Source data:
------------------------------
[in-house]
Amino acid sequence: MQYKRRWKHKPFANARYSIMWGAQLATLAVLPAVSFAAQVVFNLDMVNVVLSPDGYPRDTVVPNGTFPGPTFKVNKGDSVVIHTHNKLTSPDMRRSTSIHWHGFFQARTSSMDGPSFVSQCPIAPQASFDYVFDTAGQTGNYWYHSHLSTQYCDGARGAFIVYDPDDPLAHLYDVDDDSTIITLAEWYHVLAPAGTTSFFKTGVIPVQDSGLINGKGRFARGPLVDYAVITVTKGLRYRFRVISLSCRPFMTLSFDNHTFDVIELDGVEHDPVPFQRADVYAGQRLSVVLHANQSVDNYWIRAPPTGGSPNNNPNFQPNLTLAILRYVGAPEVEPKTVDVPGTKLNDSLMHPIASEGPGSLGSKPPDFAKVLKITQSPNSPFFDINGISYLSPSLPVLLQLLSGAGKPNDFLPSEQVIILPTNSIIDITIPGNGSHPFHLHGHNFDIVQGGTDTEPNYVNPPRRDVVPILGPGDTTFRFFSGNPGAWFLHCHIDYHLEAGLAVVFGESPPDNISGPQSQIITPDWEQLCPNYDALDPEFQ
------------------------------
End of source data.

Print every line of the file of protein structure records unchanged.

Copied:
[in-house]
Amino acid sequence: MQYKRRWKHKPFANARYSIMWGAQLATLAVLPAVSFAAQVVFNLDMVNVVLSPDGYPRDTVVPNGTFPGPTFKVNKGDSVVIHTHNKLTSPDMRRSTSIHWHGFFQARTSSMDGPSFVSQCPIAPQASFDYVFDTAGQTGNYWYHSHLSTQYCDGARGAFIVYDPDDPLAHLYDVDDDSTIITLAEWYHVLAPAGTTSFFKTGVIPVQDSGLINGKGRFARGPLVDYAVITVTKGLRYRFRVISLSCRPFMTLSFDNHTFDVIELDGVEHDPVPFQRADVYAGQRLSVVLHANQSVDNYWIRAPPTGGSPNNNPNFQPNLTLAILRYVGAPEVEPKTVDVPGTKLNDSLMHPIASEGPGSLGSKPPDFAKVLKITQSPNSPFFDINGISYLSPSLPVLLQLLSGAGKPNDFLPSEQVIILPTNSIIDITIPGNGSHPFHLHGHNFDIVQGGTDTEPNYVNPPRRDVVPILGPGDTTFRFFSGNPGAWFLHCHIDYHLEAGLAVVFGESPPDNISGPQSQIITPDWEQLCPNYDALDPEFQ